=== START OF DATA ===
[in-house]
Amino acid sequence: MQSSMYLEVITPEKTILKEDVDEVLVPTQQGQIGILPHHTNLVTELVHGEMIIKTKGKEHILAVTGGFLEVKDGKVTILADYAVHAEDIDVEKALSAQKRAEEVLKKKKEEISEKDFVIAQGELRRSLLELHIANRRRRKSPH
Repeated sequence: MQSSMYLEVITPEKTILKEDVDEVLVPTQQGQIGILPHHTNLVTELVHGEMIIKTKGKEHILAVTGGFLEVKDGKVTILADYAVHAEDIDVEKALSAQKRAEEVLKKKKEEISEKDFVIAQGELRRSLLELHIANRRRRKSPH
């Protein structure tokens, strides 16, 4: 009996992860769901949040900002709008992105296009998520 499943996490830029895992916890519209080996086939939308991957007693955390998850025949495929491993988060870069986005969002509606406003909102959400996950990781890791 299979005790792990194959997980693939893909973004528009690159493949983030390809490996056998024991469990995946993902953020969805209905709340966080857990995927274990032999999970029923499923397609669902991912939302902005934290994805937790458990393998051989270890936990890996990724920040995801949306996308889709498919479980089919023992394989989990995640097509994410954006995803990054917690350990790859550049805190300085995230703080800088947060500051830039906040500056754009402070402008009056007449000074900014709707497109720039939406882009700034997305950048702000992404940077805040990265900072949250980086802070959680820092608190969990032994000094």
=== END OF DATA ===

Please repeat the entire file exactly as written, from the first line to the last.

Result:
[in-house]
Amino acid sequence: MQSSMYLEVITPEKTILKEDVDEVLVPTQQGQIGILPHHTNLVTELVHGEMIIKTKGKEHILAVTGGFLEVKDGKVTILADYAVHAEDIDVEKALSAQKRAEEVLKKKKEEISEKDFVIAQGELRRSLLELHIANRRRRKSPH
Repeated sequence: MQSSMYLEVITPEKTILKEDVDEVLVPTQQGQIGILPHHTNLVTELVHGEMIIKTKGKEHILAVTGGFLEVKDGKVTILADYAVHAEDIDVEKALSAQKRAEEVLKKKKEEISEKDFVIAQGELRRSLLELHIANRRRRKSPH
């Protein structure tokens, strides 16, 4: 009996992860769901949040900002709008992105296009998520 499943996490830029895992916890519209080996086939939308991957007693955390998850025949495929491993988060870069986005969002509606406003909102959400996950990781890791 299979005790792990194959997980693939893909973004528009690159493949983030390809490996056998024991469990995946993902953020969805209905709340966080857990995927274990032999999970029923499923397609669902991912939302902005934290994805937790458990393998051989270890936990890996990724920040995801949306996308889709498919479980089919023992394989989990995640097509994410954006995803990054917690350990790859550049805190300085995230703080800088947060500051830039906040500056754009402070402008009056007449000074900014709707497109720039939406882009700034997305950048702000992404940077805040990265900072949250980086802070959680820092608190969990032994000094």